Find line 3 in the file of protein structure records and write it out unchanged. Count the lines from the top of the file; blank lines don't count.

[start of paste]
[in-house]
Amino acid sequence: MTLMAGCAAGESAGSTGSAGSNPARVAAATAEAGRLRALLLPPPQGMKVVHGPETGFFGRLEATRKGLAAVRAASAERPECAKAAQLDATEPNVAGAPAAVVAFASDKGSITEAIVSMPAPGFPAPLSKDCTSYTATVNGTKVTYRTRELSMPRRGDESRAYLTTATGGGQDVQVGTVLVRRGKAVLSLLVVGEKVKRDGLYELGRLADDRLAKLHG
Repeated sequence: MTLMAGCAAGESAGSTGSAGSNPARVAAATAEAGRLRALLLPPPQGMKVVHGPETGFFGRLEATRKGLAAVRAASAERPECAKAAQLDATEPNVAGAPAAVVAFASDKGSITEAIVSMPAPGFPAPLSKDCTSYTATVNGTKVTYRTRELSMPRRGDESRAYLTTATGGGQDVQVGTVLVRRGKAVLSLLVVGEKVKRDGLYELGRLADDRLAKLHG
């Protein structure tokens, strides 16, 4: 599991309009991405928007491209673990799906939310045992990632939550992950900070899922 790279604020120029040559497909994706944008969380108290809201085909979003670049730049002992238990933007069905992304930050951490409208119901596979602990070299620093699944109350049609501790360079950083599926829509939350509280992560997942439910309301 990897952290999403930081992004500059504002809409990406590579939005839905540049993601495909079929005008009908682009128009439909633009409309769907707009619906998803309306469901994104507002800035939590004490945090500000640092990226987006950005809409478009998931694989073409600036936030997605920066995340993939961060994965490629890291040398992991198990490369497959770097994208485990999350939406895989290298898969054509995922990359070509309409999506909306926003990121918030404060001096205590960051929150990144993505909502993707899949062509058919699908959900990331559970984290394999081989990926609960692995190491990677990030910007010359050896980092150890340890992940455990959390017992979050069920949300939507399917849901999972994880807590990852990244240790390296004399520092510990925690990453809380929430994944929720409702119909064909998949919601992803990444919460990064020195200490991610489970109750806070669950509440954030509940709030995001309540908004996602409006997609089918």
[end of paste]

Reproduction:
Repeated sequence: MTLMAGCAAGESAGSTGSAGSNPARVAAATAEAGRLRALLLPPPQGMKVVHGPETGFFGRLEATRKGLAAVRAASAERPECAKAAQLDATEPNVAGAPAAVVAFASDKGSITEAIVSMPAPGFPAPLSKDCTSYTATVNGTKVTYRTRELSMPRRGDESRAYLTTATGGGQDVQVGTVLVRRGKAVLSLLVVGEKVKRDGLYELGRLADDRLAKLHG